South Carolina Personal Injury Law: The Facts

Whether an incident involves an animal bite or a complication from a surgical procedure, individuals who believe they have suffered as a result of someone else's negligence might have grounds for a lawsuit. South Carolina laws governing personal injury litigation have unique requirements, although many legal procedures are similar nationwide.

What Is The Jurisdiction For My Lawsuit?

Individuals seeking less than $7,500 in damages can file personal injury lawsuits in the Magistrate Court in the county in which they reside, or in the county where the accident occurred. All other lawsuits are filed in Circuit Court.

How Long Do I Have To File?

In South Carolina, plaintiffs usually have three years after the incident to file a personal injury lawsuit, although in medical malpractice cases, the clock does not start until the date the injury or problem was discovered.

What Is The Filing Procedure?

Personal injury cases begin with the filing of a complaint. This is a legal document that describes the accident or incident and asks for damages. The person or organization accused in the complaint is the defendant and has 30 days to file a response. Defendants can also file cross claims that allege that another party was responsible for the incident, or counterclaims that contend that the plaintiff was responsible.

How Will Damages Be Determined?

Your lawsuit can request compensatory damages, which are compensation for lost wages, medical expenses or damaged property. Non-economic damages, such as compensation for emotional distress or pain and suffering, are permitted, although a cap exists in medical malpractice cases if the plaintiff cannot prove gross negligence. Punitive damages are permitted, although caps apply in certain situations. Damage caps also exist when the defendant is a state entity. South Carolina is a "contributory negligence" state, which means that the plaintiff cannot collect damages if the defendant can prove that the plaintiff was responsible for the accident in any way.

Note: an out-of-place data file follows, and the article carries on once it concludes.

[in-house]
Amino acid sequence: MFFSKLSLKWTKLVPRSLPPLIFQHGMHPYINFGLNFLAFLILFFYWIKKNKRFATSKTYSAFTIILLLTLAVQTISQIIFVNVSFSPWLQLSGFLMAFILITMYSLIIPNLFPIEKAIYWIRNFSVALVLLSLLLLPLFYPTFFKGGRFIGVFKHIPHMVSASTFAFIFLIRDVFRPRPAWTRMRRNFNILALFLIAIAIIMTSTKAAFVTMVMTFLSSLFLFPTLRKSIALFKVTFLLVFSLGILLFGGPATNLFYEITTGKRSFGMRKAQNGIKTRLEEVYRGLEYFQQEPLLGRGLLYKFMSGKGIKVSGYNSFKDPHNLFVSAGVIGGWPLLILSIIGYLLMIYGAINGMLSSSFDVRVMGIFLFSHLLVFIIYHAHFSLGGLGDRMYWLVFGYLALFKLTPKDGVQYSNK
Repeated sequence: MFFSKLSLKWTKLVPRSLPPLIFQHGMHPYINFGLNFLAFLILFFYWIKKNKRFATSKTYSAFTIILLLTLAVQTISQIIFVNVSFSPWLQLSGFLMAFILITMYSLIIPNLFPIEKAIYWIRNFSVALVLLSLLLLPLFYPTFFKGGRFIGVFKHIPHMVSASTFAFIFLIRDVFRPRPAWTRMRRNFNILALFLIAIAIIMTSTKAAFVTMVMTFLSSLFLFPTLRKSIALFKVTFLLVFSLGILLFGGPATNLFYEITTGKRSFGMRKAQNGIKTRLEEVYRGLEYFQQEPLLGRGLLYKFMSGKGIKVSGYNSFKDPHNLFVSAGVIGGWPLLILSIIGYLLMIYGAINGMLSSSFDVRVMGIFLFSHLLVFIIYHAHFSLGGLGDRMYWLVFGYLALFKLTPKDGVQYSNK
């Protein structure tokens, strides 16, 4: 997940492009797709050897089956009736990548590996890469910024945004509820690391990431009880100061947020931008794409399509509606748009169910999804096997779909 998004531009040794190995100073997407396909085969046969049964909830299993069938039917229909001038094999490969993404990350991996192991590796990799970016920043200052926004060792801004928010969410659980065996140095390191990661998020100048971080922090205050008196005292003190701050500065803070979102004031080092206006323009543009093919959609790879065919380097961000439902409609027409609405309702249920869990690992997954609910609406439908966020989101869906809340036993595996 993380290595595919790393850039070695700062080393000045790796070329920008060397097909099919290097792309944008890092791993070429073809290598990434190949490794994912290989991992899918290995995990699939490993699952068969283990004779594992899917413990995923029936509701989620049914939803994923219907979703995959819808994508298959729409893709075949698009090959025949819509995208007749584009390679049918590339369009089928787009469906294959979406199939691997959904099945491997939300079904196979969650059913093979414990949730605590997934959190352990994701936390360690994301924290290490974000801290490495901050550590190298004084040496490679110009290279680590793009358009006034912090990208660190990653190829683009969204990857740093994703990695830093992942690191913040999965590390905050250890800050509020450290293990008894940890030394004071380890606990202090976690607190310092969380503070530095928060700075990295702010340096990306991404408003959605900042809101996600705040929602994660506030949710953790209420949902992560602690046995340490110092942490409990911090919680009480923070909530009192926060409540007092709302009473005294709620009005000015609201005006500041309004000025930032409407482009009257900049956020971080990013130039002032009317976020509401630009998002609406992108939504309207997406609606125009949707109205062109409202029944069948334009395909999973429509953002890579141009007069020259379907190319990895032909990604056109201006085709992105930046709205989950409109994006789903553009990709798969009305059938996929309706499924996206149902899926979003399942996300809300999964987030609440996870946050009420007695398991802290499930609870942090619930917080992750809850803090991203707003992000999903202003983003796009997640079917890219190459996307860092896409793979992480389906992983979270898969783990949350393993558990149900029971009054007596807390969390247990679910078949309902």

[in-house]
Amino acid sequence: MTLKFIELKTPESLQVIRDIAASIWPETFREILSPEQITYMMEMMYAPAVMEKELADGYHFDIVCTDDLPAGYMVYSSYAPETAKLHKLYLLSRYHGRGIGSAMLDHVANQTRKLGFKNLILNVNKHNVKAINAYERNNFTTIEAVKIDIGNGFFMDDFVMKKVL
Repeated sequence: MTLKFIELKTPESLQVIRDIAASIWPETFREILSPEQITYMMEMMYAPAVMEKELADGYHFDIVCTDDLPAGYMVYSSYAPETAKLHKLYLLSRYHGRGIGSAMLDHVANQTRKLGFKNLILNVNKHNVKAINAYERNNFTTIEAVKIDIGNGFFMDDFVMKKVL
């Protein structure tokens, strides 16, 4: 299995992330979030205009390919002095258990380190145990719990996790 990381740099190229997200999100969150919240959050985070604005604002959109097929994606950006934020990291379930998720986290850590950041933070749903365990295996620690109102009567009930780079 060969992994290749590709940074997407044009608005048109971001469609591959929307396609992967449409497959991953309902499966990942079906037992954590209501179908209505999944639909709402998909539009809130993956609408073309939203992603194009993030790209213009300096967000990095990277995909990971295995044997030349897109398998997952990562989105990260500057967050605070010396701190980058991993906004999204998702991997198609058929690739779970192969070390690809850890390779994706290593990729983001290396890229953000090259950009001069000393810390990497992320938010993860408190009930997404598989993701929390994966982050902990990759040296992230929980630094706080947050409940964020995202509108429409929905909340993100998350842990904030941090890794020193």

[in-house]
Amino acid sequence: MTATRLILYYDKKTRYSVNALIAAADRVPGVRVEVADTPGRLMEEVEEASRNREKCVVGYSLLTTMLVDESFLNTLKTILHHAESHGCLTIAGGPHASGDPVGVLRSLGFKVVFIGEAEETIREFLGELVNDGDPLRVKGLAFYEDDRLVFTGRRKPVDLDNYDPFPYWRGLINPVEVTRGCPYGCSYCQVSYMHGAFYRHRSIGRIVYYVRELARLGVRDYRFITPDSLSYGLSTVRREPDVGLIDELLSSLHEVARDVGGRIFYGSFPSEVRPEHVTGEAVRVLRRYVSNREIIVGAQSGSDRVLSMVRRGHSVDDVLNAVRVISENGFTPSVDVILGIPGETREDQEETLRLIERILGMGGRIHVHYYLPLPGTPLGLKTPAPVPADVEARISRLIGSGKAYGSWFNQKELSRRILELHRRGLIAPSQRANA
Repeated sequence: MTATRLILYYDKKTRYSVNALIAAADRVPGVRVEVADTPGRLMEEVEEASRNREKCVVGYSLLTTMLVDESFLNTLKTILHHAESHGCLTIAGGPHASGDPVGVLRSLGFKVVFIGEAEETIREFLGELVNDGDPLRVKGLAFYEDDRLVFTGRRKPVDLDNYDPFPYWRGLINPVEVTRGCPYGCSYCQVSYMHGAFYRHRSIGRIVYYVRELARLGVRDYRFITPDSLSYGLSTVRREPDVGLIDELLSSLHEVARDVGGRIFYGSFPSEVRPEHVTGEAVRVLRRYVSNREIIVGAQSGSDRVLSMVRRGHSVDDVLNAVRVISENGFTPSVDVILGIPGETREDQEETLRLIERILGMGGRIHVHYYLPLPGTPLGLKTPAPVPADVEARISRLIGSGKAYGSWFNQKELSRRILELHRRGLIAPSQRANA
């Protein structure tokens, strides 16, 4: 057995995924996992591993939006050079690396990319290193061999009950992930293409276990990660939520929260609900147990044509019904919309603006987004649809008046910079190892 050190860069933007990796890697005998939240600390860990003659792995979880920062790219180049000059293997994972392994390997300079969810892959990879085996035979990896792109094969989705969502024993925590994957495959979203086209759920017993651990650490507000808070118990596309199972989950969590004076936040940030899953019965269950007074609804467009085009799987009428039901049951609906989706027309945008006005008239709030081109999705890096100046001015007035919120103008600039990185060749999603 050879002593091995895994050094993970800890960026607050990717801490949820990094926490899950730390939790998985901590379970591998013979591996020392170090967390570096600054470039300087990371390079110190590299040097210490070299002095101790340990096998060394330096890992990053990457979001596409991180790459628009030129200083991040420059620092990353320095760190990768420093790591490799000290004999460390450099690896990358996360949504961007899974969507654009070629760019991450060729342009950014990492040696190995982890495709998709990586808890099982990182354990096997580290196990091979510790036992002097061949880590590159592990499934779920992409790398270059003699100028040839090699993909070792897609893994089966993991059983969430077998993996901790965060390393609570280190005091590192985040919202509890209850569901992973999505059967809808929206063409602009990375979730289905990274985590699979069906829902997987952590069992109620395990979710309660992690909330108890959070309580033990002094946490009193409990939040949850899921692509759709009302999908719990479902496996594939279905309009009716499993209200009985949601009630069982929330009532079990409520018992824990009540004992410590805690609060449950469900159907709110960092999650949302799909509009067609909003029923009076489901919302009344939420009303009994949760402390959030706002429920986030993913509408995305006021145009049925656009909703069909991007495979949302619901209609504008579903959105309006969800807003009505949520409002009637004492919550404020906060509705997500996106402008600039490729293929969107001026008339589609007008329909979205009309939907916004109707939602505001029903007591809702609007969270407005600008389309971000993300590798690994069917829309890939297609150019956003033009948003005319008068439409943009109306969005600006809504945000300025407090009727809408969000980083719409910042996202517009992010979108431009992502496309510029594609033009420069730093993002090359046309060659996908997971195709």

Preparations For Trial

Myriad procedures take place as both parties prepare to go to court, including an exchange of information and evidence. This process is called "discovery" and it can include various components:

  • Medical examinations: Mental or physical evaluations
  • Documentation: Copies of insurance policies and other pertinent documents
  • Expert witnesses: Disclosure of the identity of any experts who were paid by either side
  • Interrogatories: Written questions that require answers
  • Depositions: Out-of-court testimony under oath

Alternative Dispute Resolution

It is rare for a personal injury case to go to trial. The vast majority either settle out of court or are resolved through arbitration, mediation or neutral assessment. In fact, mediation is required in any South Carolina civil litigation. The process saves time and money for all parties, as well as for the judicial system.

Proceeding To Trial

Trial commences with the selection of jurors, 12 in Circuit Court or six in Magistrate Court. The defendant and plaintiff present evidence in an attempt to sway the jurors, all of whom must agree to a verdict. Either party can appeal a verdict for certain legal reasons.

What Will The Lawsuit Cost?

Many personal injury attorneys represent clients on a contingency basis. This means they are not paid unless the plaintiff is awarded damages. Attorneys are reimbursed for expenses, but their fees are a percentage of any monetary award, commonly one third.

Consulting A Personal Injury Attorney in South Carolina

This article is a general overview of South Carolina personal injury law. Although it is possible to handle some simple cases without an attorney, it is best to seek representation for complicated matters.

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